The ganglion cell density peak is similar in diurnal platyrrhines and catarrhines so far studied and is located in the foveal slope (Table 3). The values range from 30,000–63,000 ganglion cells/mm2, with the highest value observed in the retina of the Callithrix jacchus jacchus [65]. For the nocturnal platyrrhine Aotus trivirgatus, the peak of ganglion cell density is about one third lower than in diurnal platyrrhines and catarrhines (Table 3) and occurs in the center of an area centralis or in the slope of a rudimentary fovea [38], [66].

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Table 3. Density peak of retinal ganglion cells in catarrhines and platyrrhines estimated by using different techniques. Data were rounded to the thousands. Estimates from retinal area are also listed.

https://doi.org/10.1371/journal.pone.0115291.t003

Fig. 9 shows how ganglion cell density changes in the retina of three platyrrhines of three different phenotypes, the diurnal trichromat Alouatta caraya (N = 5, this study; red lines), the diurnal dichromat Cebus apella (N = 5 male dichromats, blue lines) [34], and the nocturnal monochromat Aotus trivirgatus (N = 4, green lines) [38]. Data were collected using similar procedures and are presented along the horizontal (A and B) and vertical (C and D) meridians with two different resolutions in the horizontal axes. In the same graphs, we have also plotted data of ganglion cell density obtained by Wilder and colleagues, using different procedures, for another diurnal dichromatic platyrrhine, the common marmoset Callithrix jacchus jacchus [65]. Callithrix has a retina substantially smaller than Alouatta, Cebus, and Aotus, measuring about 200 mm2 versus 600–700 mm2 in the other three platyrrhines. Ganglion cell density in Alouatta and Cebus are largely similar. The ganglion cell density in Callithrix is higher than in Cebus and Alouatta in the foveal slope, becomes lower for intermediate eccentricities, and similar to the other two diurnal platyrrhines for more peripheral eccentricities.

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Figure 9. Retinal ganglion cell density in New World monkeys.

Comparison of ganglion cell density in four different New World monkeys: Alouatta caraya (red lines; this study), Cebus apella (blues lines; Silveira et al., 1989a; only data from five male retinas from the original study were used in the plot), Callithrix jacchus jacchus (black lines; Wilder et al., 1996), and Aotus trivirgatus (green lines; Silveira et al., 1993). Alouatta, Callithrix, and Cebus are diurnals while Aotus is nocturnal. In addition, Alouatta (males and females) are trichromats, male Cebus and Callithrix are dichromats, and Aotus is monochromat. (A–B) Nasotemporal horizontal meridian. (C–D) Dorsoventral vertical meridian. Left panels (A and C) show ganglion cell density for the central 3 mm of eccentricity, whilst right panels show values for the entire horizontal and vertical meridians (B and D). Ganglion cell density in Alouatta, Callithrix, and Cebus are similar, but Callithrix has the highest peak density and the nasotemporal asymmetry is higher in Cebus and Callithrix, than Alouatta. In the central and intermediate retinal regions, ganglion cell density is higher in the diurnal monkeys, Alouatta, Callithrix, and Cebus, than in the nocturnal Aotus. In the region of highest ganglion cell density, there is a threefold difference, higher in the diurnal monkeys. In the retinal periphery, the four monkeys have approximately the same retinal ganglion cell density.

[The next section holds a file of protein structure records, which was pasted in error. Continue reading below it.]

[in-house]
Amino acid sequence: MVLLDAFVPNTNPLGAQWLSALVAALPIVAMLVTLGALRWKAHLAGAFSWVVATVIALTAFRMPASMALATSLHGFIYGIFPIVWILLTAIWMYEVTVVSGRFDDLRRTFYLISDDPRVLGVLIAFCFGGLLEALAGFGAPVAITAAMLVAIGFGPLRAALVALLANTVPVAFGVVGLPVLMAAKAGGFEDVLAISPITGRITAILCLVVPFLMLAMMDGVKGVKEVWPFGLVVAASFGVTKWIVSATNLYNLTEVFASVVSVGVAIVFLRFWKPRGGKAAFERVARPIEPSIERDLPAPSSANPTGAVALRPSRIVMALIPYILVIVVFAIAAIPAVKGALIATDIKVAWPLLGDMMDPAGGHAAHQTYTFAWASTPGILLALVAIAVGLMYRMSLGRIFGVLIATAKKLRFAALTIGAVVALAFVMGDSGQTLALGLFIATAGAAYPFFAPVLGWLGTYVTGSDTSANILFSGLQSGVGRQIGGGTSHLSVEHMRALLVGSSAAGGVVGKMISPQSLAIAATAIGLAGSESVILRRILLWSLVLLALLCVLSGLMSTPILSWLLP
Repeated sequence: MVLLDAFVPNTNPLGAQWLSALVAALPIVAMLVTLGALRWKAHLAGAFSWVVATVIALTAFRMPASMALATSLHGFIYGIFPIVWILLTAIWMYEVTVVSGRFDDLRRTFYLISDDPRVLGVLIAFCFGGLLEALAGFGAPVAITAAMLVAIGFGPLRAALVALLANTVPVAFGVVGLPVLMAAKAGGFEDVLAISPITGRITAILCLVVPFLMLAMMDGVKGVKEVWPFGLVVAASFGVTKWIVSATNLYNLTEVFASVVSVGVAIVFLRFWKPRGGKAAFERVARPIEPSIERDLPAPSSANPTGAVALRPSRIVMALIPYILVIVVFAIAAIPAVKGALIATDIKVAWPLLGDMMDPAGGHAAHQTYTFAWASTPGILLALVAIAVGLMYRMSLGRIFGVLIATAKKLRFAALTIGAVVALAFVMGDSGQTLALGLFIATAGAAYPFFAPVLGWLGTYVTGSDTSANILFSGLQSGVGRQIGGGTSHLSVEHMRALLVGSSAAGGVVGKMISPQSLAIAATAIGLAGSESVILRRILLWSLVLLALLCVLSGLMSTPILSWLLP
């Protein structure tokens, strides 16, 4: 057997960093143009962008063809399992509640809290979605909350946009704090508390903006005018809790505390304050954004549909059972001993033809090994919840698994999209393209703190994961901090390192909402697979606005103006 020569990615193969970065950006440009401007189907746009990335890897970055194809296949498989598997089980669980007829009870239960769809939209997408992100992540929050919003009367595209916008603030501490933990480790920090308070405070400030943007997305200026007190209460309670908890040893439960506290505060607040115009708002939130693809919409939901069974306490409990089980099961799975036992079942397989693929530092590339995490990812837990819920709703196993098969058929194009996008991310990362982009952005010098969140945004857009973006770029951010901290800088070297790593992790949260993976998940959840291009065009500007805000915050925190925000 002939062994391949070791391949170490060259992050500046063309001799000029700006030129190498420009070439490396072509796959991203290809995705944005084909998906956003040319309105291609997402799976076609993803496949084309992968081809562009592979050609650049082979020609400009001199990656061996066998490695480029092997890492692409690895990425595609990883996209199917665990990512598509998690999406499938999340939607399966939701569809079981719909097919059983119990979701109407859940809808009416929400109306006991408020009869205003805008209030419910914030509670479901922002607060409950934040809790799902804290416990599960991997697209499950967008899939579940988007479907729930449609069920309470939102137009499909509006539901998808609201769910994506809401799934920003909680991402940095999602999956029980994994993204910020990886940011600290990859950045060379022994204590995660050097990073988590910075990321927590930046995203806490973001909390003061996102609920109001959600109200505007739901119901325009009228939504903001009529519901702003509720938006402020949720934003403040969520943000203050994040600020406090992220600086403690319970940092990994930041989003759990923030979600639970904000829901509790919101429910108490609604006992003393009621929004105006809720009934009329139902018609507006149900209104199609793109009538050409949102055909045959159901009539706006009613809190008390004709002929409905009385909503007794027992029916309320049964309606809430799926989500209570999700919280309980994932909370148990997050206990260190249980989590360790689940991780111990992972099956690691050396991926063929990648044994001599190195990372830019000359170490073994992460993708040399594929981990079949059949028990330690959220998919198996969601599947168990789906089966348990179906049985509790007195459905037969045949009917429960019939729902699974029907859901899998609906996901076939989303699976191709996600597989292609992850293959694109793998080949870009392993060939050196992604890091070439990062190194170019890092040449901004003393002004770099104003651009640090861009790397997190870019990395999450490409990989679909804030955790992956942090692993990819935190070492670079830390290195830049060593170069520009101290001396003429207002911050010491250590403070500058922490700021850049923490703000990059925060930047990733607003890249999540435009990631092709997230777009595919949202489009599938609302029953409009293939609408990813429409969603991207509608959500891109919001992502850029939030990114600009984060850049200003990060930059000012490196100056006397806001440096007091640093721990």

https://doi.org/10.1371/journal.pone.0115291.g009

The nasotemporal asymmetry is larger in Cebus and Callithrix than in Alouatta. The nasotemporal asymmetry is due to a horizontal specialization, the visual streak, superposed to a radial specialization, the fovea and area centralis. Visual streaks are found in the retinas of many mammals and are particularly well developed in lateral eyed mammals such as rabbit [67], agouti [48], and giraffe [68], among many others. They have been hypothesized to serve the vision of objects standing on the ground and located around in the horizon [45][46]. Some diurnal primates such as baboons (Papio Anubis) [64] and humans [57][58] have more pronounced visual streaks when compared with other primates, and this finding has been related to their ground dwelling/foraging and secondary terrestrial behavior [57]. Other diurnal catarrhines and platyrrhines have less pronounced visual streaks than baboons and humans, and this group comprises macaques (Macaca mulatta [41], Cercopithecus aethiops sabeus [63]), capuchin monkeys (Cebus apella [34]), squirrel monkeys (Saimiri sciureus [57], and marmosets (Callithrix jacchus jacchus [65]. The less distinctive nasotemporal asymmetry of howler monkeys compared with that exhibited by other diurnal species of higher primates may be related to their highly arboreal behavior. Alouatta are large and slow-moving monkeys eating mainly top canopy leaves, and at lesser extent fruits, buds, flowers, and nuts, carefully not eating too many leaves of certain species without stopping, as some contain poison toxins [69]. Most Alouatta species do prefer the main canopy and emergent levels, but some species, such as Alouatta caraya, living in less favorable environments, come to the ground and cross open areas between forest patches [69]. In closely related mammals, the visual streak is more conspicuous in those with diurnal behavior than in nocturnal ones [48]. Platyrrhines conform to this pattern, and the nasotemporal asymmetry is more pronounced in the diurnals Cebus, Callithrix, and Alouatta than in the nocturnal Aotus.

In conclusion, Alouatta follows the common pattern of retinal ganglion cell distribution found in all diurnal platyrrhines and catarrhines: a distinct fovea whose size is approximately constant, about 250–500 µm in diameter in different species [33]; a very high ganglion cell density in the foveal slope; a rudimentary visual streak, less marked than in some other diurnal platyrrhines and catarrhines; and a very low ganglion cell density in the retinal periphery, especially in the temporal, dorsal, and ventral quadrants. The only marked distinction Alouatta shows is a very high cone density in the central fovea, to be discussed.